Saturday morning, I woke up before my alarm went off, hearing truck after truck and countless side-by-sides coming by camp. I figured it was the weekend and many tag holders probably had a lot of friends coming up to help look around for a good buck. I headed out to an area where I had seen about 50-75 does in a few square miles of quality habitat. It was on the edge of some really nasty, remote country, and I felt it would be the first place a big buck would show up when the rut hit. I was set up on a knob not far from the road, waiting for glassing light. I learned from hunting areas that have a lot of hunting pressure that many of the mature bucks would be bedded within 10 minutes of shooting hours. I started glassing a clearing when I heard a side-by-side coming towards me. It turned out the trail they were on went right through where I was wanting to glass that morning. This made me move down the ridge to where I could see into the next canyon.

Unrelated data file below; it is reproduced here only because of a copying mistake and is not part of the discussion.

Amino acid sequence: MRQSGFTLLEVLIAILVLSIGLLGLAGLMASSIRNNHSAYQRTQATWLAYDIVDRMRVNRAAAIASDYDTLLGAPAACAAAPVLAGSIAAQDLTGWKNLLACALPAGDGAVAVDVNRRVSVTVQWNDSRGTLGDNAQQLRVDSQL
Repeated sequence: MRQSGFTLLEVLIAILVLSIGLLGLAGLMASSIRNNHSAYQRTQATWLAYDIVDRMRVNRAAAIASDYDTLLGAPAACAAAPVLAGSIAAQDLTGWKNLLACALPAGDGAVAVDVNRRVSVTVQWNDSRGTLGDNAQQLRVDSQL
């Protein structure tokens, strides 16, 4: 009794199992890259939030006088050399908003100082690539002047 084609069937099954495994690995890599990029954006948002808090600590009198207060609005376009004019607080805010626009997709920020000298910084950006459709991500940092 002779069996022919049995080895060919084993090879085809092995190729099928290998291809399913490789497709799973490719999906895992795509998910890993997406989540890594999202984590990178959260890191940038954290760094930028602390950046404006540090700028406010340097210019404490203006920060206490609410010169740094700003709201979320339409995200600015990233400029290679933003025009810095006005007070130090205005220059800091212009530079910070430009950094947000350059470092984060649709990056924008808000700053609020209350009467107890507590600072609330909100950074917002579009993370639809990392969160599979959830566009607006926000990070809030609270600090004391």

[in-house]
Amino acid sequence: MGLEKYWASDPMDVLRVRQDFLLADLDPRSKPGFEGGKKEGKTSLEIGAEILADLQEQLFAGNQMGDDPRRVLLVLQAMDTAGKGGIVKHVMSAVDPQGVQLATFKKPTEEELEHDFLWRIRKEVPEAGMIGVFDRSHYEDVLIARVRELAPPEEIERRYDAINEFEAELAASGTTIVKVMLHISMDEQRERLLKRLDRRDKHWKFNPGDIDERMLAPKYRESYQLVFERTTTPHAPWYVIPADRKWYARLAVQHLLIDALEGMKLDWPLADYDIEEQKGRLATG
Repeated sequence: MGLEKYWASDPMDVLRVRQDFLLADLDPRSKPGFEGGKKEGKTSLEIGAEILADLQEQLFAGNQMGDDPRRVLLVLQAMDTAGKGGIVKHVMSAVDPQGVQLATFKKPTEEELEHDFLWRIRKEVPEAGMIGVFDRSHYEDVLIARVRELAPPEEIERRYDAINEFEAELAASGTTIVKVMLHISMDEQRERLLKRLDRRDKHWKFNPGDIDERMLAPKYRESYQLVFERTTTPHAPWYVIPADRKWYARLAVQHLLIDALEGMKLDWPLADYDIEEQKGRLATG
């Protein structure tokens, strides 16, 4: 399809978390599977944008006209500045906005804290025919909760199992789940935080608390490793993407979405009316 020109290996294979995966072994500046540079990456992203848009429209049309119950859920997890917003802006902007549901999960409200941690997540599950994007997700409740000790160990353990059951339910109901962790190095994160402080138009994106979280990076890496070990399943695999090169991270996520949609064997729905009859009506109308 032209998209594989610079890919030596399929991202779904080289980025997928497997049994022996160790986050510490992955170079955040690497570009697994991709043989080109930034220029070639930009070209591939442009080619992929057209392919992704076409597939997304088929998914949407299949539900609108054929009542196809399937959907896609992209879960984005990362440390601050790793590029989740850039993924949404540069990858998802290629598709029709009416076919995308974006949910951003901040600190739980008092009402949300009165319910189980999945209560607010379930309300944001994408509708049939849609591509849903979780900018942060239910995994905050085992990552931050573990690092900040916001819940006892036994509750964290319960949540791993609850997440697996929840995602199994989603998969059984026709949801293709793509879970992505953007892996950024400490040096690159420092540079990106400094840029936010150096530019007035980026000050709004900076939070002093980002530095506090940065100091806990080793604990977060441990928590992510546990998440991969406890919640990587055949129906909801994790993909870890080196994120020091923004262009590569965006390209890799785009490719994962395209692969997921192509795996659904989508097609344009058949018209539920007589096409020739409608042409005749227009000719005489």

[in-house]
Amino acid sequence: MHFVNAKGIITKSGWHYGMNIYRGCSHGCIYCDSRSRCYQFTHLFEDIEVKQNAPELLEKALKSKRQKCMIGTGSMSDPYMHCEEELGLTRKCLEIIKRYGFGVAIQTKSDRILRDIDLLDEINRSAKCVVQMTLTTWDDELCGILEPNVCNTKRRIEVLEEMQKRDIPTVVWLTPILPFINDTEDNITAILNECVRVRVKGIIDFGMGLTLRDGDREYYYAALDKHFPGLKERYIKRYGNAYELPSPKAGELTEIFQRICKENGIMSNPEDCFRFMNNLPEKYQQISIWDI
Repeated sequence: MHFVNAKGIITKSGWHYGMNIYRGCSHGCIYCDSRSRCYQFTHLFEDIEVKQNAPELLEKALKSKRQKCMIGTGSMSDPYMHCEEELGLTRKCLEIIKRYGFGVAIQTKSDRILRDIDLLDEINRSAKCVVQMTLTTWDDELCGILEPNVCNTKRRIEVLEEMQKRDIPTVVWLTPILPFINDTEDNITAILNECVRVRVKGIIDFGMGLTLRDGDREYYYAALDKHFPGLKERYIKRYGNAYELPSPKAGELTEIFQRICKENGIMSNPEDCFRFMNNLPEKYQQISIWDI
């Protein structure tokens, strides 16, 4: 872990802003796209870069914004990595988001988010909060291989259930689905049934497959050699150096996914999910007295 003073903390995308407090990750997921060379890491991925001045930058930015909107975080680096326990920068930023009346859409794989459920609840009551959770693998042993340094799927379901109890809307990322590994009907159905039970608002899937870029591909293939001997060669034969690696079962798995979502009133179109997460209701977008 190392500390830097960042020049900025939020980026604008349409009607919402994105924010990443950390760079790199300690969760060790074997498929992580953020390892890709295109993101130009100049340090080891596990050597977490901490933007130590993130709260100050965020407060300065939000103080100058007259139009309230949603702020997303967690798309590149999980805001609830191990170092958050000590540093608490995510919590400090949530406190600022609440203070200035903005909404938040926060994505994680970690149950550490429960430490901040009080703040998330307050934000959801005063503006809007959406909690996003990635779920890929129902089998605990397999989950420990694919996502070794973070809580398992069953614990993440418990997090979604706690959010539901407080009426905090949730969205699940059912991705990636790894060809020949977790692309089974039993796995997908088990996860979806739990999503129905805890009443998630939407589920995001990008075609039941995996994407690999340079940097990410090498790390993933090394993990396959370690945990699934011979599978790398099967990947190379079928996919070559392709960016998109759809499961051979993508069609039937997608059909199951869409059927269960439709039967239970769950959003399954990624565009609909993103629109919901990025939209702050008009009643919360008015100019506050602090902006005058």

When I got there, it was about five minutes after shooting hours and I could see four does feeding in a clearing. I glassed the surrounding areas to see if they had a buck with them. When I pulled my binoculars down, I caught movement in a distant saddle. Pulling them back up, I saw a huge-framed buck feeding. I quickly set up my spotting scope, only getting a few seconds to view this buck before he went over the hill into the next canyon. I could tell he was a shooter. I could also see hunters glassing on what seemed like every knob around me. I was moving quickly when I bumped some does that I had not seen. They ran up, turned to me, and stood in the saddle that he had gone through about 15 minutes earlier. They stared in my direction for what seemed like 20 minutes. As I waited, I hoped I would not hear a gunshot on the other side of these does. I continued to wait, knowing if I bumped them again they would run him out of the country.